Howell’s own research (assuming the self-serving Woods didn’t “feed” him this info) seems limited to digging up remarks in which former police complaint commissioner Dirk Ryneveld praised Woods. Well of course he did. The OPCC works very closely with Vancouver police to cover up police misconduct. That was true during Ryneveld’s time and it’s almost certainly true now.

Howell even lets Woods spin the disturbing fact that there were no discipline hearings or public hearings against Vancouver officers while he headed VPD internal investigations. That’s cause for alarm, not self-praise.

Not surprisingly, then, Howell lets this nauseating statement from Woods go unchallenged: “I stand on my record that I was objective and I showed that police could investigate the police.” But this is part of his disreputable record: Rollie Woods is a liar who makes up the Criminal Code as he goes along.

I stopped reading Howell’s stories regularly years ago so I’m not familiar with his recent work. But even before I took up this police accountability project, I noticed he often wrote positive stories about the police — so often that I wondered if his father or someone else close to him was a police officer.

There’s certainly nothing wrong with writing positive stories as long as they’re accurate and balanced. This story isn’t. But what most concerns me isn’t this one story but the mainstream media overall. They almost never scrutinize the OPCC, instead letting the OPCC-friendly Victoria Times Colonist write puff pieces that are even worse than Howell’s.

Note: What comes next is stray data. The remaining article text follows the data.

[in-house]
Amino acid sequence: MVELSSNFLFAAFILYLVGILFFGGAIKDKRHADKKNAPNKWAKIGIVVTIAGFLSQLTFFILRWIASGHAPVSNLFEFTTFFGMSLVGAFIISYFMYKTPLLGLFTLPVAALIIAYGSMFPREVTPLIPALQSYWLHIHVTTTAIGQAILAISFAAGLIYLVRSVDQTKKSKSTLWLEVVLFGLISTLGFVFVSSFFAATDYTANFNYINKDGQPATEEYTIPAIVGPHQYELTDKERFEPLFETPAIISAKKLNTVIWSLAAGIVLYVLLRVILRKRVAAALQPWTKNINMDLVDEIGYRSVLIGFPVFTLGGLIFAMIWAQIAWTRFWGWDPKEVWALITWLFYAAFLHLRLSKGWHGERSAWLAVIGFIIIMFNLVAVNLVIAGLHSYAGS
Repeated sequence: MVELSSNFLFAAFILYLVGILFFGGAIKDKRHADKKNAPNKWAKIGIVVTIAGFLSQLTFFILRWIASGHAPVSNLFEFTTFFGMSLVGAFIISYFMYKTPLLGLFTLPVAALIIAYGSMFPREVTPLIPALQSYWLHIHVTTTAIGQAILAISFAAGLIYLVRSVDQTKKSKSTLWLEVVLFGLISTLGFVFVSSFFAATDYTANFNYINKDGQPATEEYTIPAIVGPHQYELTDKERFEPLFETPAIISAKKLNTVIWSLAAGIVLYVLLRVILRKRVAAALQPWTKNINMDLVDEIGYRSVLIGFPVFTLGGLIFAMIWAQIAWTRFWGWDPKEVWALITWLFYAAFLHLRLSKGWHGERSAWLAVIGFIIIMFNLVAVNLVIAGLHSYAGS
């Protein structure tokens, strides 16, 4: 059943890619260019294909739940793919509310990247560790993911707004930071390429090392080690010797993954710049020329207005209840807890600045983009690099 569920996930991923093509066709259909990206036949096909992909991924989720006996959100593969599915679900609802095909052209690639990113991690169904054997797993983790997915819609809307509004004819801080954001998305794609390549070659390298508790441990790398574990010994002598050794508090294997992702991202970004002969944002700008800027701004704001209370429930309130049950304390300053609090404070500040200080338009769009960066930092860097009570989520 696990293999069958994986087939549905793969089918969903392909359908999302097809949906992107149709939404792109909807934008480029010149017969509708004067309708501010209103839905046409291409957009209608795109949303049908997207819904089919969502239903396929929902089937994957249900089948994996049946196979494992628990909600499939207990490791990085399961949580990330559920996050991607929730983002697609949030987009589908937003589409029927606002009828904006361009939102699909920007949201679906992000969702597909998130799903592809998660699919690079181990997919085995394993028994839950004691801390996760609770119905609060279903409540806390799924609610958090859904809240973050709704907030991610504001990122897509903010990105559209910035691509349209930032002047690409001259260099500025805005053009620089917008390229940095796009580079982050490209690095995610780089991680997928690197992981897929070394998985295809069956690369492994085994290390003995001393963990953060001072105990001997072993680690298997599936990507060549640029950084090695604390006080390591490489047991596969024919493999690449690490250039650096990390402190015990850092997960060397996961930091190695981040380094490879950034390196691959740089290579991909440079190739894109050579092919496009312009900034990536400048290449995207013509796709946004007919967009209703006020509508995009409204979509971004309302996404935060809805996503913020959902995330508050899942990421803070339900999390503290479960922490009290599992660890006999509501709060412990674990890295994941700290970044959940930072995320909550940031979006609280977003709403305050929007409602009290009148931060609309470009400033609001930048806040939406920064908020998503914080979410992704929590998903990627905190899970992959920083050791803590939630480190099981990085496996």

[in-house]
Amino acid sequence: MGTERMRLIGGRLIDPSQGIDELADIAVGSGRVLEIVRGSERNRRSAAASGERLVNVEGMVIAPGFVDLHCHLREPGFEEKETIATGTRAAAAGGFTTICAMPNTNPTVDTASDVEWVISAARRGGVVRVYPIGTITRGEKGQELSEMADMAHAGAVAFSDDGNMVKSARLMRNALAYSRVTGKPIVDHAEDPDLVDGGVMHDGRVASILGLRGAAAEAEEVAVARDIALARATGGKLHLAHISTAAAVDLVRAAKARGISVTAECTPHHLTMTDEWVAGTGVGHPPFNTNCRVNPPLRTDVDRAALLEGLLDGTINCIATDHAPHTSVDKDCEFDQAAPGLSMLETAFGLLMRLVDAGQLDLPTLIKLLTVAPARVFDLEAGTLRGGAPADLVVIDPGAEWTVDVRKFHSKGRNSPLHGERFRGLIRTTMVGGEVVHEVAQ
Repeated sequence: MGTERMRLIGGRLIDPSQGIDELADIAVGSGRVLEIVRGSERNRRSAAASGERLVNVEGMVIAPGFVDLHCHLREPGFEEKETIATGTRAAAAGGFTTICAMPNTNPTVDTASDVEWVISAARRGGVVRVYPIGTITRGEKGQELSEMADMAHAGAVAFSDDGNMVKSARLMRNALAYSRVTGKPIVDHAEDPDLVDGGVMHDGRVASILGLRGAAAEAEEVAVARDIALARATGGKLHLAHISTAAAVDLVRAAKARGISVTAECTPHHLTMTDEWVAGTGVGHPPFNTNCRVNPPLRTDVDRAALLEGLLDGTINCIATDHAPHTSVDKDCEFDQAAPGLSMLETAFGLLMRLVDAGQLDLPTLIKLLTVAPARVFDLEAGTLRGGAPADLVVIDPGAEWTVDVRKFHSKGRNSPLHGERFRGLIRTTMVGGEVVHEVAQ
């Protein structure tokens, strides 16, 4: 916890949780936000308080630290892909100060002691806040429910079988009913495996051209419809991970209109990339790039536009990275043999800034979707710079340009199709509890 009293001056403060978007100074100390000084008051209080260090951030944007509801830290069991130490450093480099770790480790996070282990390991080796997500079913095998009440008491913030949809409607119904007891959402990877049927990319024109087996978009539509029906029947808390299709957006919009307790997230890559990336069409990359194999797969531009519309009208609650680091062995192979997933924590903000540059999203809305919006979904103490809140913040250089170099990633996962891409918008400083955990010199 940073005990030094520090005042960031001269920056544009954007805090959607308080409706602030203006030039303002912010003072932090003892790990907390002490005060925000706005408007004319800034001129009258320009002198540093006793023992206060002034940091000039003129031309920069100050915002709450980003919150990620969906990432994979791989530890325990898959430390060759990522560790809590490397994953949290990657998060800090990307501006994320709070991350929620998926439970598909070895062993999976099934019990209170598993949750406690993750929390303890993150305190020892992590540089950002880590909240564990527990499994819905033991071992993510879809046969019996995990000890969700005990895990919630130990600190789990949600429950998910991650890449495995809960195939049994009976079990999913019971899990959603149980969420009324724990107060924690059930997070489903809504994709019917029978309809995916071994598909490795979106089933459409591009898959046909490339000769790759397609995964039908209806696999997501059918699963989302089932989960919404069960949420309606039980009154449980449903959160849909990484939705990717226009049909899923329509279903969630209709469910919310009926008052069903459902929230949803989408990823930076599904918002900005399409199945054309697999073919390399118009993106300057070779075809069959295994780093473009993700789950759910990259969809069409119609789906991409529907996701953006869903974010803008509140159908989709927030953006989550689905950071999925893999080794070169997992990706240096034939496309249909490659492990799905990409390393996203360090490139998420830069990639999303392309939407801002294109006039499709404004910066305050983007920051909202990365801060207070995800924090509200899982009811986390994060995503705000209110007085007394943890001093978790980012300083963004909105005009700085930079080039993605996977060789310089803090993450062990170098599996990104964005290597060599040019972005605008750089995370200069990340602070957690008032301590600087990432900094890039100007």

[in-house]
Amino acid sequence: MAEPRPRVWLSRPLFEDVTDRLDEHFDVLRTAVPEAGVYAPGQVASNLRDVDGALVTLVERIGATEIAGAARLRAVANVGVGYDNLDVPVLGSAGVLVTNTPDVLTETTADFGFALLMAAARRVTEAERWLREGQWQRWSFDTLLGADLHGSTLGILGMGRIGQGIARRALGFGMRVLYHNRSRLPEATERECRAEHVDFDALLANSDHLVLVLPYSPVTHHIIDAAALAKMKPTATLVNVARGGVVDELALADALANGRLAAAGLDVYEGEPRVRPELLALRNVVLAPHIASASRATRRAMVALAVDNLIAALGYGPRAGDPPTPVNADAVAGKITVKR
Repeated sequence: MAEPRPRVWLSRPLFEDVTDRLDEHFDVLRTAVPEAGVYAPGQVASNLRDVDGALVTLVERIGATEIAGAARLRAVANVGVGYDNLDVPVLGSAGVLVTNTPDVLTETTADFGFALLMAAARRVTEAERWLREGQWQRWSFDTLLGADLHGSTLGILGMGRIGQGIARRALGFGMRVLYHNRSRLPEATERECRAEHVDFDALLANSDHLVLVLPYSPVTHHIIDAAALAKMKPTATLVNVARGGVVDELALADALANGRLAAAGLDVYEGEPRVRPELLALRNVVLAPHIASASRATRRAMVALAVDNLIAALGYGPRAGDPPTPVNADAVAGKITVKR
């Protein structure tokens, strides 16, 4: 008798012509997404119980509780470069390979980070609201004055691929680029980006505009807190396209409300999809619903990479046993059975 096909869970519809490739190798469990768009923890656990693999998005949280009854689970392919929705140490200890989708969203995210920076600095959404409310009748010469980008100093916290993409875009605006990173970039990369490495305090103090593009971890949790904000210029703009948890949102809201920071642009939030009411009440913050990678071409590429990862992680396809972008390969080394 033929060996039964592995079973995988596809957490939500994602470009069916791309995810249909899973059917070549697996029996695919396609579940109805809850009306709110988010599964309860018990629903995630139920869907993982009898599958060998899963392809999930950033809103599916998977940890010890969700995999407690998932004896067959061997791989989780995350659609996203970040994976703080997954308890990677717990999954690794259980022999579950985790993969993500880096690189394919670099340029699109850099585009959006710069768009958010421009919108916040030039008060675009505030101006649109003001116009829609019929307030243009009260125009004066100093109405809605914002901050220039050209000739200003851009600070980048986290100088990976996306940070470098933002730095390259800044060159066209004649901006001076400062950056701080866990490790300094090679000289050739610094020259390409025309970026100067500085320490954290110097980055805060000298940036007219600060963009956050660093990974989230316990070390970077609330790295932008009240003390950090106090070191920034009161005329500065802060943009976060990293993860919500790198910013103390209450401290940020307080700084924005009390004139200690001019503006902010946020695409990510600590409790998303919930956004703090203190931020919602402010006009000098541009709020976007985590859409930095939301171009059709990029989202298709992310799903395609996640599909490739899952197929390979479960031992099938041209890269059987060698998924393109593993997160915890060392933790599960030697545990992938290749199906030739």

Quite possibly the Courier and Times Colonist stories result from a slick PR strategy that targets compliant journalists. We might see more of the same in other media, possibly to smooth the way for B.C. to put Thomas Braidwood’s proposed Independent Investigation Office under OPCC jurisdiction, thereby thwarting Braidwood’s intentions.

Speaking of other media, in a story by one of Vancouver’s best journalists, Neal Hall, the Vancouver Sun ran a blue-moon critical statement about the OPCC — but deleted it soon after. Here it is, from an online story that appeared the afternoon of March 29:

“Critics of the OPCC have said there are too many former police officers work [sic] for the agency.”

Was that too outrageous for the mainstream media? Later that day it was deleted from another online version, the same version that appeared in print. Maybe the Sun cut that sentence for space. But it did find room for this:

“‘In 1986, we came here for Expo and fell in love with the city,’ Woods recalled Tuesday. He is married with three children.”

Hardly pertinent to the issue of police accountability — but that’s the case for most of B.C.’s mainstream media coverage.

 
Read more about the Stan Lowe/Bruce Brown/Rollie Woods/OPCC cover-up
of VPD constable Taylor Robinson’s assault on a disabled woman
Rollie Woods lies to the media:
His dishonesty provides more evidence of an OPCC cover-up
Rollie Woods lies to the media again:
His dishonesty provides yet more evidence of an OPCC cover-up
Read some under-reported (or completely unreported)
facts about police accountability
Read some often-reported fallacies
about police accountability
Read a point-by-point comparison of police accountability in B.C. and Ontario
(something the media should have researched long ago)